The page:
Prinsep and Stanley, JJ.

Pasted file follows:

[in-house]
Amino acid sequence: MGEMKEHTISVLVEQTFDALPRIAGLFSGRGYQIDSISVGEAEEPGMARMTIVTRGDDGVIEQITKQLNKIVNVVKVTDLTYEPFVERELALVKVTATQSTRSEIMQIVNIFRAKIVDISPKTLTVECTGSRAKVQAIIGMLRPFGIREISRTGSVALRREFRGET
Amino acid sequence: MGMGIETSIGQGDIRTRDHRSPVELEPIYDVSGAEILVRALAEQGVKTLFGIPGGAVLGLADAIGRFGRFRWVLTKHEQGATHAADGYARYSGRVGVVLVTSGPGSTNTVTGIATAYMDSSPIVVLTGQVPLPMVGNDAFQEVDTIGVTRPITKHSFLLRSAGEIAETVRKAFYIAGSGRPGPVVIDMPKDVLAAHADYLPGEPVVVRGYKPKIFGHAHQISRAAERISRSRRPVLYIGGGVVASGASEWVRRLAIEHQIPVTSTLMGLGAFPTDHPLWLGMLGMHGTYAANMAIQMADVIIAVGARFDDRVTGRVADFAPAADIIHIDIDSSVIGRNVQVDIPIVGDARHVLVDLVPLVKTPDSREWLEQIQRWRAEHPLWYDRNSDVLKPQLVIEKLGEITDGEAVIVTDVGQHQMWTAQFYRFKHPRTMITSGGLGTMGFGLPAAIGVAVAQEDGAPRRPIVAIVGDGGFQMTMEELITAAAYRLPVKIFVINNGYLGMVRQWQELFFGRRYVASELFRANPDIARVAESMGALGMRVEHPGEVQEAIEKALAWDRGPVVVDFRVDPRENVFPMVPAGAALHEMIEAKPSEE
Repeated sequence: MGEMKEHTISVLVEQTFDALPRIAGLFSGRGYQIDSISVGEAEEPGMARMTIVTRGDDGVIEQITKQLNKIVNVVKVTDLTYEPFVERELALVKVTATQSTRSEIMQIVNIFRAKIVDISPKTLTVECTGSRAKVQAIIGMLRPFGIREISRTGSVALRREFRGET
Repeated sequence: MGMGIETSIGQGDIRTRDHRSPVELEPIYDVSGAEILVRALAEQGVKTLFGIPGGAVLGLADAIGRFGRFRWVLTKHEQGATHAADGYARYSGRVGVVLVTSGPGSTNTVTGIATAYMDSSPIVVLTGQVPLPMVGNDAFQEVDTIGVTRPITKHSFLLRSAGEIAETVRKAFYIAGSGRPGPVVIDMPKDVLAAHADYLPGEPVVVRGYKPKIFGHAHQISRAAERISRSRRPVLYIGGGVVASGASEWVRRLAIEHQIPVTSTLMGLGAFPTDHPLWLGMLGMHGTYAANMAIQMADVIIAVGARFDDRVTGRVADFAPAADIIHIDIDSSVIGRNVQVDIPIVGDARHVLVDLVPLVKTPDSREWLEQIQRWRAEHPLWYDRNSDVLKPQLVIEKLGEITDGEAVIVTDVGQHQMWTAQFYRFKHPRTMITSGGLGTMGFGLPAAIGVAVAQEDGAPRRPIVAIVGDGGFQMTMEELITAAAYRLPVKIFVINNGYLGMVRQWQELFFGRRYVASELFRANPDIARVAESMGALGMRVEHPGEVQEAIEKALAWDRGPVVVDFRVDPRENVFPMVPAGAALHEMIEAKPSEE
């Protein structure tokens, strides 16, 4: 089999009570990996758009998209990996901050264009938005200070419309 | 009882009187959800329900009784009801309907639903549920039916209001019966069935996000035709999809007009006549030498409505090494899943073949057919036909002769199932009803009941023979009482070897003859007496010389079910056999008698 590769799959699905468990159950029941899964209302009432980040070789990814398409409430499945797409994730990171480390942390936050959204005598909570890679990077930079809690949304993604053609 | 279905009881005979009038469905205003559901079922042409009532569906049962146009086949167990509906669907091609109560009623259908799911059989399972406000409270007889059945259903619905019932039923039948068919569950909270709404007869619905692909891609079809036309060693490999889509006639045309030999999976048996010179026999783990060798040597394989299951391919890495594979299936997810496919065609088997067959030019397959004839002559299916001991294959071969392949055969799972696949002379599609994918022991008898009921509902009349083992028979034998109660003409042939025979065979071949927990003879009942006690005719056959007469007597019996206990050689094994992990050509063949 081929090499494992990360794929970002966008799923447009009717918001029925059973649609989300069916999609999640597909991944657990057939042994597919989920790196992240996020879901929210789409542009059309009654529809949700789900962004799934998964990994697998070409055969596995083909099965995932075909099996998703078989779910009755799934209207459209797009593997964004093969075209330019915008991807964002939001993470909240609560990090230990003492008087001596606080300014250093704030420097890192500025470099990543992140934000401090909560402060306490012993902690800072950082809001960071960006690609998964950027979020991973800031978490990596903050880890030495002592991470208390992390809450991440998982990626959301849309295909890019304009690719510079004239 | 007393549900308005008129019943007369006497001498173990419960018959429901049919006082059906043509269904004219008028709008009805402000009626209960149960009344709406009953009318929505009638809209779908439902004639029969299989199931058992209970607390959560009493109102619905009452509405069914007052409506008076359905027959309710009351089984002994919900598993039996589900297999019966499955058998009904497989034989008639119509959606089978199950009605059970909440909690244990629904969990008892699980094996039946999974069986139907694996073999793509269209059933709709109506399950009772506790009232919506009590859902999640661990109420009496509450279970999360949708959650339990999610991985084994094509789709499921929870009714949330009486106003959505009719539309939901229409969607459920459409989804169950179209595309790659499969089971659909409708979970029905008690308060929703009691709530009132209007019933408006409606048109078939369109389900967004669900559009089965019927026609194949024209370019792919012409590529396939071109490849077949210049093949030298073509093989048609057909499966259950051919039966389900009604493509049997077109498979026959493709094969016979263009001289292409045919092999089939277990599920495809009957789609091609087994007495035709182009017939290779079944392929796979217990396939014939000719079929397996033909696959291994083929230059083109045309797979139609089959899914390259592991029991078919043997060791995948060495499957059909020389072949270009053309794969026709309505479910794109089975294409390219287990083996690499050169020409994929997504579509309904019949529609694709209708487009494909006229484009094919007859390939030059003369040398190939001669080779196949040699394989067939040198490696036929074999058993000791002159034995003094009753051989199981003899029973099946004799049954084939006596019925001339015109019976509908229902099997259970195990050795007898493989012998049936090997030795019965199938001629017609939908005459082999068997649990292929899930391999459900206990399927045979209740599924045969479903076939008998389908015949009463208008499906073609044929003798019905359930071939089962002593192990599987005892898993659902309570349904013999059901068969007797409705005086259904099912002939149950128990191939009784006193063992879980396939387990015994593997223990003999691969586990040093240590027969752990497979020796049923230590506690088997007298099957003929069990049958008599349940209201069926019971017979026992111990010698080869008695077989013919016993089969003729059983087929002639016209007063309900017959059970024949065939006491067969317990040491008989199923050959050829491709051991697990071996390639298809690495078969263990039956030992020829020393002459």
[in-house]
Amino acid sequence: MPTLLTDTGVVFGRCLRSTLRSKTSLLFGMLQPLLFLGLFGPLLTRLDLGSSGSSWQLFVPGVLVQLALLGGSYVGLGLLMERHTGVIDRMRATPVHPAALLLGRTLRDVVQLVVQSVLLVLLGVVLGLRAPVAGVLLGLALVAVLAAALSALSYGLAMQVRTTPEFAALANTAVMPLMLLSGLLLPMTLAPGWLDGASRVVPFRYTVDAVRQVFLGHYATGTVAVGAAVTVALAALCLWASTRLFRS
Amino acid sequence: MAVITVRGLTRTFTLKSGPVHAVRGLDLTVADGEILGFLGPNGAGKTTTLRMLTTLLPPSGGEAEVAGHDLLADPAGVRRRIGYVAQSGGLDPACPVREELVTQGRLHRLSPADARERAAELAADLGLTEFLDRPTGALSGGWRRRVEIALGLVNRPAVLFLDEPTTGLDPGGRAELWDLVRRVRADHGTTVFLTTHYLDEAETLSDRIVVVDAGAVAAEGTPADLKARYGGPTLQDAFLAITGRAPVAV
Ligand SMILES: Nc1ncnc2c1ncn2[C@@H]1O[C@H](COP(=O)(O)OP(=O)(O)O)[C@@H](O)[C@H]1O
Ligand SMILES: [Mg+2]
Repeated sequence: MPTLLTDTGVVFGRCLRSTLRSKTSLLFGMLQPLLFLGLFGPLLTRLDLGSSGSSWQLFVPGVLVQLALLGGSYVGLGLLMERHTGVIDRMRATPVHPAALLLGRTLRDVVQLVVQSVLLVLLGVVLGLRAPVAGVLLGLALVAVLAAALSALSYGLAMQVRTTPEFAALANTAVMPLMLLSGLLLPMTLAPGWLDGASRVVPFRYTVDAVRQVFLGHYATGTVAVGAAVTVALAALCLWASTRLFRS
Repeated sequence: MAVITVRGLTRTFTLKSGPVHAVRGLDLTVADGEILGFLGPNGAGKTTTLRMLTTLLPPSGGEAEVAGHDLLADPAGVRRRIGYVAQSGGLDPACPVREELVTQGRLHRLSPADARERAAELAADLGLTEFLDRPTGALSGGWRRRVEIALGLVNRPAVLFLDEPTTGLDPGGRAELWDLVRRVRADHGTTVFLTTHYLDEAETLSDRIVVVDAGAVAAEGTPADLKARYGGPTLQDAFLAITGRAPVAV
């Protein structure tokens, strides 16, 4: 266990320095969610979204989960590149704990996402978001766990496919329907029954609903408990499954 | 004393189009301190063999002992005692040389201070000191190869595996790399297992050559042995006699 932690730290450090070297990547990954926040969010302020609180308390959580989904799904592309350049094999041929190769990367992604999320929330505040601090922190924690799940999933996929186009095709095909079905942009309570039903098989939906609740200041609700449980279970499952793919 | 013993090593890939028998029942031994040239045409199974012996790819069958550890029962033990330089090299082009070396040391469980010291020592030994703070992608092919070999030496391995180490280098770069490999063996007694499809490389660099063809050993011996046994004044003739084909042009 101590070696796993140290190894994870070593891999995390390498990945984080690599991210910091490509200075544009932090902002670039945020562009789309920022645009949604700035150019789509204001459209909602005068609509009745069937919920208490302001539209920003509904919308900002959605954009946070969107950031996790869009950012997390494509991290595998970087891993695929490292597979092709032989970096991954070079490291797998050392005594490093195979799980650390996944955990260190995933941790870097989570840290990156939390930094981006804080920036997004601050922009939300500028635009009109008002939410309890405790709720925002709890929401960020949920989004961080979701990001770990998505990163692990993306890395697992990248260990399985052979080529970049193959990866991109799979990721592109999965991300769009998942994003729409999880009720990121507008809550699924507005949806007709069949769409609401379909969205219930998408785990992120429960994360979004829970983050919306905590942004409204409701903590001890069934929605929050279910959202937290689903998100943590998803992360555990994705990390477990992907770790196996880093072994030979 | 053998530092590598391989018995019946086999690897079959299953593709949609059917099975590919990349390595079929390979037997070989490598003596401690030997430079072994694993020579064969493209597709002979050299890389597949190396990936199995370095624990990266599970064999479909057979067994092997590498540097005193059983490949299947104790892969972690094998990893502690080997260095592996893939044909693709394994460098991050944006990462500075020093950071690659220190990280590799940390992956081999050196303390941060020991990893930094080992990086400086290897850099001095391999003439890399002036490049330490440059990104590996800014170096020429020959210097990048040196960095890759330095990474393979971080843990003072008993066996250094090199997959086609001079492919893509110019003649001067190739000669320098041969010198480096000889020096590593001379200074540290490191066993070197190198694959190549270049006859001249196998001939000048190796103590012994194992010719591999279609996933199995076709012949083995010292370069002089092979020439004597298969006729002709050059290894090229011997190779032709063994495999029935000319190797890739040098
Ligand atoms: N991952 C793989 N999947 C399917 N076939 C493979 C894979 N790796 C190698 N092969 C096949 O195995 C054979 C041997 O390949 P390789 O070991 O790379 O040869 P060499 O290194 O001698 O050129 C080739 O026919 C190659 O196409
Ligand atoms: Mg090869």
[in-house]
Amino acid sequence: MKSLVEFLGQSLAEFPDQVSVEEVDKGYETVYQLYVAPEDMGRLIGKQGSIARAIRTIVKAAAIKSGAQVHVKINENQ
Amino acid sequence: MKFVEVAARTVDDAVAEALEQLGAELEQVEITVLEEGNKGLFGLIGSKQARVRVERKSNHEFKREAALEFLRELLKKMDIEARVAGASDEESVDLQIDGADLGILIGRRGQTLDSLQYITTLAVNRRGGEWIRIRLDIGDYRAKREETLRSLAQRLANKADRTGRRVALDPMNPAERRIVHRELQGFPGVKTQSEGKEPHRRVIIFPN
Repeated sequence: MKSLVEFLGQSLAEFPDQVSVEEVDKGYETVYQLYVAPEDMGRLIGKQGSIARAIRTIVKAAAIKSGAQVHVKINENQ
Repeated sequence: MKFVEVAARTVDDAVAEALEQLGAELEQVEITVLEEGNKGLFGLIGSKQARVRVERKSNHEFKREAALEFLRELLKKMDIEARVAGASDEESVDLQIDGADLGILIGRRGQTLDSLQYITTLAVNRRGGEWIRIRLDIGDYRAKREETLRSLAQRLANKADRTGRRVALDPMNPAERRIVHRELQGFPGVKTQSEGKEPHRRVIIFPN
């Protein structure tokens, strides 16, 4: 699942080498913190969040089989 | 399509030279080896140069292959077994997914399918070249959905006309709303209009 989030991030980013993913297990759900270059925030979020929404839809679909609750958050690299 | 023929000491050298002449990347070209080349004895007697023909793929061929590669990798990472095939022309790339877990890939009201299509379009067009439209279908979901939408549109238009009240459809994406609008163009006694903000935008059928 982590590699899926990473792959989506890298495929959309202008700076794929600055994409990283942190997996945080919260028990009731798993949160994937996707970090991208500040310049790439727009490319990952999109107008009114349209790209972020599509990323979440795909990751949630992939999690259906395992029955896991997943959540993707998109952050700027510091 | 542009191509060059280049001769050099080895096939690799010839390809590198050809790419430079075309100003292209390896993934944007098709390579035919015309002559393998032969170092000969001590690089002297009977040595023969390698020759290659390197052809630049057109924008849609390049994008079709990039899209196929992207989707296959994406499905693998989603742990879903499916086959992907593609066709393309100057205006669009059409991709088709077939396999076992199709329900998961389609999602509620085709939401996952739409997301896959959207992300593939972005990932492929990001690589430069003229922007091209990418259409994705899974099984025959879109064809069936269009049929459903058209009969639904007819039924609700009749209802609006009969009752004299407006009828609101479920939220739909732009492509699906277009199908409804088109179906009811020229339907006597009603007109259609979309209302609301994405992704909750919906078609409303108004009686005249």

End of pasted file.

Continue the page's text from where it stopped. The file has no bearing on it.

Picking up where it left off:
1. The petitioner before us was charged with a breach of the Coolie Emigration Act, and was acquitted on the ground that he was not responsible, being a servant of some one who might have transgressed the law. The Magistrate, in passing this order, was inclined to proceed against the master, but, before so doing, he wished to ascertain clearly whether there were sufficient grounds for his taking action, that is to say, for his proceeding under Section 190(c) of the Code of Criminal Procedure to take cognizance of the offence. He accordingly examined the petitioner on oath, and he thereupon summoned the master to appear before him and answer a charge under the Coolie Emigration Act. At the trial, the petitioner was examined as a witness, and he then gave evidence contradicting the former statement that he had made to the Magistrate. He has accordingly been prosecuted and convicted by the Magistrate for having intentionally given false evidence by reason of such contradictory statements, which were not reconcilable. On appeal the conviction and sentence were confirmed. An objection has been taken before this Court on which a rule has been granted that the conviction and sentence are contrary to law, inasmuch as no offence is established. Now, in order to establish the offence found, it was necessary to prove that both the contradictory statements were such that a charge of giving intentionally false evidence might have been made in regard to either of them or in regard to both of them in the alternative. The question, therefore, arises whether the first statement was a statement coming within the terms of Section 191 of the Penal Code, which defines the offence of giving false evidence. There was at that time, it may be observed, no case before the Magistrate, and the examination was directed simply to obtain information upon which a case might be started against some person not before the Court. The Indian Oaths Act, Section 5, declares that oaths or affirmations shall be made by the following persons: 'All witnesses, that is to say, all persons who may lawfully be examined, or give, or be required to give, evidence by or before any Court or person having bylaw or consent of parties authority to examine such persons or to receive evidence. Now, the petitioner was at that stage of the proceedings certainly not a witness. He was examined by the Magistrate for the sake of obtaining information on which proceedings could be taken, and, therefore, the Magistrate, although he might examine him to obtain information could not, as we understand the law, examine him on oath. Moreover, there is no authority that, being so examined, the petitioner was bound by any express provision of law to state the truth. Consequently, any charge for giving false evidence founded on this statement is bad, and it therefore follows that the conviction and sentence founded on this statement as being contrary to another statement without any proof or finding that the second statement was false cannot be maintained. The conviction and sentence must therefore, be set aside and the rule made absolute.